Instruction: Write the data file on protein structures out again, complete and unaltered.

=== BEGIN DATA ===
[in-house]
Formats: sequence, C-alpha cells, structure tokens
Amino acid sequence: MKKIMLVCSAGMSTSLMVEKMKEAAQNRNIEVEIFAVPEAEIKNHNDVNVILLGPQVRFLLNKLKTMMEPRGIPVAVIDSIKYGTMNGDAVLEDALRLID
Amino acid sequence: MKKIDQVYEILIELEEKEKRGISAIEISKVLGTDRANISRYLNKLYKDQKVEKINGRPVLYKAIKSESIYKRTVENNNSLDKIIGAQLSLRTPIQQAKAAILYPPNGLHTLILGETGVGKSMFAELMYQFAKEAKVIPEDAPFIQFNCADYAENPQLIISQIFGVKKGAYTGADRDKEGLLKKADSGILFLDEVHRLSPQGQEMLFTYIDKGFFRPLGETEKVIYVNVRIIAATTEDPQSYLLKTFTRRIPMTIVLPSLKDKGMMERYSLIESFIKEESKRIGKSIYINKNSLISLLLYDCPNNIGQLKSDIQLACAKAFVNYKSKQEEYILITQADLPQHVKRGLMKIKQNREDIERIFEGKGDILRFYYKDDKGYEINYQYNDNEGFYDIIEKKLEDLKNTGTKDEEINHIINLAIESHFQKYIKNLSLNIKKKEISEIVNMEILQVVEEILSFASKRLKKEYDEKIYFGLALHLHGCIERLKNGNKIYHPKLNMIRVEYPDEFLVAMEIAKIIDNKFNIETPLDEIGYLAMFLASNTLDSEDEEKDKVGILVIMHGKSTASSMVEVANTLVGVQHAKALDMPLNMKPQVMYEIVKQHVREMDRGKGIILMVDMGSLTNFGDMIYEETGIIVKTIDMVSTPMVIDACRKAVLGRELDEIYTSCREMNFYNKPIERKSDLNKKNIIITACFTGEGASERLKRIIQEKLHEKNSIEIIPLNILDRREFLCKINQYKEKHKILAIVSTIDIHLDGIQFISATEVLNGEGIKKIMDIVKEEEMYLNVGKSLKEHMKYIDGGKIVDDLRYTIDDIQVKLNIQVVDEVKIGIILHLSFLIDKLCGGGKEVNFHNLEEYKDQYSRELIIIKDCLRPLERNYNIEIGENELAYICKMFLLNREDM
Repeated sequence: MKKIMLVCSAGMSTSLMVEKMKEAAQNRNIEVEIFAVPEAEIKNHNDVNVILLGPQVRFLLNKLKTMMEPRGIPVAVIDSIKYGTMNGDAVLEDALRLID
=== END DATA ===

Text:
[in-house]
Formats: sequence, C-alpha cells, structure tokens
Amino acid sequence: MKKIMLVCSAGMSTSLMVEKMKEAAQNRNIEVEIFAVPEAEIKNHNDVNVILLGPQVRFLLNKLKTMMEPRGIPVAVIDSIKYGTMNGDAVLEDALRLID
Amino acid sequence: MKKIDQVYEILIELEEKEKRGISAIEISKVLGTDRANISRYLNKLYKDQKVEKINGRPVLYKAIKSESIYKRTVENNNSLDKIIGAQLSLRTPIQQAKAAILYPPNGLHTLILGETGVGKSMFAELMYQFAKEAKVIPEDAPFIQFNCADYAENPQLIISQIFGVKKGAYTGADRDKEGLLKKADSGILFLDEVHRLSPQGQEMLFTYIDKGFFRPLGETEKVIYVNVRIIAATTEDPQSYLLKTFTRRIPMTIVLPSLKDKGMMERYSLIESFIKEESKRIGKSIYINKNSLISLLLYDCPNNIGQLKSDIQLACAKAFVNYKSKQEEYILITQADLPQHVKRGLMKIKQNREDIERIFEGKGDILRFYYKDDKGYEINYQYNDNEGFYDIIEKKLEDLKNTGTKDEEINHIINLAIESHFQKYIKNLSLNIKKKEISEIVNMEILQVVEEILSFASKRLKKEYDEKIYFGLALHLHGCIERLKNGNKIYHPKLNMIRVEYPDEFLVAMEIAKIIDNKFNIETPLDEIGYLAMFLASNTLDSEDEEKDKVGILVIMHGKSTASSMVEVANTLVGVQHAKALDMPLNMKPQVMYEIVKQHVREMDRGKGIILMVDMGSLTNFGDMIYEETGIIVKTIDMVSTPMVIDACRKAVLGRELDEIYTSCREMNFYNKPIERKSDLNKKNIIITACFTGEGASERLKRIIQEKLHEKNSIEIIPLNILDRREFLCKINQYKEKHKILAIVSTIDIHLDGIQFISATEVLNGEGIKKIMDIVKEEEMYLNVGKSLKEHMKYIDGGKIVDDLRYTIDDIQVKLNIQVVDEVKIGIILHLSFLIDKLCGGGKEVNFHNLEEYKDQYSRELIIIKDCLRPLERNYNIEIGENELAYICKMFLLNREDM
Repeated sequence: MKKIMLVCSAGMSTSLMVEKMKEAAQNRNIEVEIFAVPEAEIKNHNDVNVILLGPQVRFLLNKLKTMMEPRGIPVAVIDSIKYGTMNGDAVLEDALRLID